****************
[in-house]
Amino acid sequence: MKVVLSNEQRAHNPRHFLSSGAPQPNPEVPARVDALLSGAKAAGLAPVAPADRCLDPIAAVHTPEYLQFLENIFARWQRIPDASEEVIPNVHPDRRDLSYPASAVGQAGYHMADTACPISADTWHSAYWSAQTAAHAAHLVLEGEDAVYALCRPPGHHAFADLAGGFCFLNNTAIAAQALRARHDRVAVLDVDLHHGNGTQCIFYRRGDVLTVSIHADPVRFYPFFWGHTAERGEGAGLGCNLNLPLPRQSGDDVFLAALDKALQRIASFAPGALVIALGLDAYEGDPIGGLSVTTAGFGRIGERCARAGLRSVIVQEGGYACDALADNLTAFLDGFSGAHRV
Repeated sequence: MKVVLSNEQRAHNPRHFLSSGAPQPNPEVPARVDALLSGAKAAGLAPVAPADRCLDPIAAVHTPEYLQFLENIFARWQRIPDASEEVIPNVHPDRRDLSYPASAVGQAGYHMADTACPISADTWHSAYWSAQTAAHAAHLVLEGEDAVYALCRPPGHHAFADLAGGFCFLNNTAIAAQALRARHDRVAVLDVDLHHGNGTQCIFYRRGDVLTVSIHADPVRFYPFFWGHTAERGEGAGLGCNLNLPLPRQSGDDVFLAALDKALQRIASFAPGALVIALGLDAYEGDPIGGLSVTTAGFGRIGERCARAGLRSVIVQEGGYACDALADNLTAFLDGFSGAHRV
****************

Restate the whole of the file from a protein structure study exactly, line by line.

[in-house]
Amino acid sequence: MKVVLSNEQRAHNPRHFLSSGAPQPNPEVPARVDALLSGAKAAGLAPVAPADRCLDPIAAVHTPEYLQFLENIFARWQRIPDASEEVIPNVHPDRRDLSYPASAVGQAGYHMADTACPISADTWHSAYWSAQTAAHAAHLVLEGEDAVYALCRPPGHHAFADLAGGFCFLNNTAIAAQALRARHDRVAVLDVDLHHGNGTQCIFYRRGDVLTVSIHADPVRFYPFFWGHTAERGEGAGLGCNLNLPLPRQSGDDVFLAALDKALQRIASFAPGALVIALGLDAYEGDPIGGLSVTTAGFGRIGERCARAGLRSVIVQEGGYACDALADNLTAFLDGFSGAHRV
Repeated sequence: MKVVLSNEQRAHNPRHFLSSGAPQPNPEVPARVDALLSGAKAAGLAPVAPADRCLDPIAAVHTPEYLQFLENIFARWQRIPDASEEVIPNVHPDRRDLSYPASAVGQAGYHMADTACPISADTWHSAYWSAQTAAHAAHLVLEGEDAVYALCRPPGHHAFADLAGGFCFLNNTAIAAQALRARHDRVAVLDVDLHHGNGTQCIFYRRGDVLTVSIHADPVRFYPFFWGHTAERGEGAGLGCNLNLPLPRQSGDDVFLAALDKALQRIASFAPGALVIALGLDAYEGDPIGGLSVTTAGFGRIGERCARAGLRSVIVQEGGYACDALADNLTAFLDGFSGAHRV